North Korea agreed three months ago to allow 10 Korean-Americans to exchange mail with their kin in the communist country, a South Korean Red Cross official said.
The U.S. Red Cross and North Korea’s U.N. diplomatic mission agreed in New York in May on the trial mail exchanges through the Red Cross and will discuss reunions of the families afterwards, the official said Saturday.
“The procedures for the reunions have not been discussed yet, however, and it hasn’t been confirmed whether they took any steps to organize the reunions,” he said.
In response to a question on whether the family reunion issue was discussed during the recent high-level talks between the U.S. and North Korea, the Red Cross official said it was “possible.”
The North’s first vice foreign minister Kim Kye-gwan met the U.S. State Department’s Special Representative on North Korea Policy Stephen Bosworth and Special Envoy for North Korean Human Rights Issue Robert King in New York last month.
A South Korean foreign ministry official said he heard nothing about whether Washington and Pyongyang discussed the family reunions during Kim’s talks with Bosworth and King.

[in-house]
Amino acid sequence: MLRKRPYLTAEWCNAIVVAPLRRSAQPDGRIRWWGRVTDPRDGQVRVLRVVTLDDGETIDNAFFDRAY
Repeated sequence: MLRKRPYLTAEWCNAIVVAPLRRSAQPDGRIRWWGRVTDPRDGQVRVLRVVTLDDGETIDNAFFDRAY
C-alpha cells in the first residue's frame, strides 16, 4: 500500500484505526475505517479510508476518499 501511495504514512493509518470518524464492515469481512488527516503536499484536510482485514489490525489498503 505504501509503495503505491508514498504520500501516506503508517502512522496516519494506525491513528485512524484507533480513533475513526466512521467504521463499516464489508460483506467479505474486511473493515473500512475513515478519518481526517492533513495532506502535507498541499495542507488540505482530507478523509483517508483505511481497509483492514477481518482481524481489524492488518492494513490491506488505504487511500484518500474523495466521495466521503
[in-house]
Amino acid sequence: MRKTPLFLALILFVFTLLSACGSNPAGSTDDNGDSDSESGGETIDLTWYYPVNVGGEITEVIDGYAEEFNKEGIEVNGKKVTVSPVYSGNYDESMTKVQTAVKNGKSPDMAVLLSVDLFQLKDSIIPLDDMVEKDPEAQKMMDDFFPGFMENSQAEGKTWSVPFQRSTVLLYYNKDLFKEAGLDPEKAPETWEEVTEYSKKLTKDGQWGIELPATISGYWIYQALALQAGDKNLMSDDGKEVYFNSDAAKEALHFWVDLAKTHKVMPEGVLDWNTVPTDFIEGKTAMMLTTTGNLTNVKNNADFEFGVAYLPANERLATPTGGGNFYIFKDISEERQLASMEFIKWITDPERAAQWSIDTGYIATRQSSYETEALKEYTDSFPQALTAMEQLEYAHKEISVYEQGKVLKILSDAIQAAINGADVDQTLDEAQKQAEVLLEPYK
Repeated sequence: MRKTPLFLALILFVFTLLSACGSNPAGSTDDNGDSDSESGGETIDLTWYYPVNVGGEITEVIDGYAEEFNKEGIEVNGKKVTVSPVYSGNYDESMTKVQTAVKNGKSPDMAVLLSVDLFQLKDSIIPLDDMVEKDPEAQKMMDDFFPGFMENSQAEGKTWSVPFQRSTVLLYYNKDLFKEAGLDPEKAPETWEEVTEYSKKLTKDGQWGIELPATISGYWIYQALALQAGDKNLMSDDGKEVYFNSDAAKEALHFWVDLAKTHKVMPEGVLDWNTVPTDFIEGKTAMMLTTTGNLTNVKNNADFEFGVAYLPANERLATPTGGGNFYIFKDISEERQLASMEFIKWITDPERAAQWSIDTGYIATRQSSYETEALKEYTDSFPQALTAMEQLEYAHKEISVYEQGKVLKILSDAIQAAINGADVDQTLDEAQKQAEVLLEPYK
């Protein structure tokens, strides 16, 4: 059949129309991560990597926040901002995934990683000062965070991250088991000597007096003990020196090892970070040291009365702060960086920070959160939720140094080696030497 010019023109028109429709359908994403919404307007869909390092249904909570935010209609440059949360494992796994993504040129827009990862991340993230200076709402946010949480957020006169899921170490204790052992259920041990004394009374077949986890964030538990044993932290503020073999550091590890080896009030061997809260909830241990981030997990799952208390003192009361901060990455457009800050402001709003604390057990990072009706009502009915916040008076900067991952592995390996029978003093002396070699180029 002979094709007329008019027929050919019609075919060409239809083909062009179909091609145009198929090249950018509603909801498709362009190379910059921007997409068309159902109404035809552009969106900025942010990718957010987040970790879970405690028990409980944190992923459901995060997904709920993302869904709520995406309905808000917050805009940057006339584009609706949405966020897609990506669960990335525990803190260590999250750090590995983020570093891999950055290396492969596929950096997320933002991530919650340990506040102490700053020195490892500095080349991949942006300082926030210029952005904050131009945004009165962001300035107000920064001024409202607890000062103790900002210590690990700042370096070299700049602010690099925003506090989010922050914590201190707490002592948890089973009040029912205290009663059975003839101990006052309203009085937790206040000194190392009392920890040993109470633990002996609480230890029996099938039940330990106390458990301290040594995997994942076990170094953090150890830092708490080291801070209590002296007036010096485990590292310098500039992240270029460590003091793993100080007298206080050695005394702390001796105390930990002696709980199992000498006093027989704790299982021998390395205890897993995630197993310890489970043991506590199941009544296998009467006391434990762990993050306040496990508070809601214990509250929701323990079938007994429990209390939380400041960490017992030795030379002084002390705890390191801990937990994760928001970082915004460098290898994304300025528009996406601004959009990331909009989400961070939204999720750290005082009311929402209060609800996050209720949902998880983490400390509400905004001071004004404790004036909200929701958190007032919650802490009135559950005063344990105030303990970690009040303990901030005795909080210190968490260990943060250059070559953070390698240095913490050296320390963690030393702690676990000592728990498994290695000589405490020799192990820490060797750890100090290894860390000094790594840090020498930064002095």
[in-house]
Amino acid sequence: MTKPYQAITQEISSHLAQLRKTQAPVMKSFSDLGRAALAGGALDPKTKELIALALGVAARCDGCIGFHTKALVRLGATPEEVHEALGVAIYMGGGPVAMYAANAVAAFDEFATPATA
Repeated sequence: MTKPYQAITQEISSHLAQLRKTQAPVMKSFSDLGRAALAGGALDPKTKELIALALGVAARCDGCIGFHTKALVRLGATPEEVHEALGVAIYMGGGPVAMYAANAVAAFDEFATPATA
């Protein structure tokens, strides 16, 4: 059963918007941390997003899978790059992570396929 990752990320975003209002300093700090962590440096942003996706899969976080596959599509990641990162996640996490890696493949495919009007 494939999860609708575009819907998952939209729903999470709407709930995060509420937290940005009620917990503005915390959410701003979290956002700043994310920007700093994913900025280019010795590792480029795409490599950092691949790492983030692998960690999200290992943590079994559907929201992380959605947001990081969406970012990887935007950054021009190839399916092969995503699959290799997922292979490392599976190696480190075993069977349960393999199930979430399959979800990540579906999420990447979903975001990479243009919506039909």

The agreement on the first-ever reunions of Korean-Americans and their family members in the North comes amid an increase in nongovernmental exchanges between the two countries.
In the first half of this year, 139 North Koreans visited the U.S., up from 89 a year ago, Radio Free Asia reported Sunday, citing U.S. government data.
North Korea sent to the U.S. a group of scientists in February, an economic delegation in March, a national taekwondo team in early June for performances in the east and a delegation of the state-run Korean Central News Agency in mid-June to discuss with the Associated Press the opening of the U.S. news agency’s Pyongyang bureau.
The Chosun Sinbo, a newspaper published in Japan that serves as the North’s mouthpiece, said the continued exchanges between the U.S. and the North signal a normalization of bilateral relations in the near future. The CNN mentioned the 1970s “ping pong diplomacy” between China and the U.S. in its coverage of the recent North Korean taekwondo demonstration.
The North Korean visitors to the U.S. were issued B1, B2, E1 or F1 non-immigration visas for tourism, study or investment purposes, mostly valid for three months, from the State Department, the RFA reported.
By Kim So-hyun (firstname.lastname@example.org)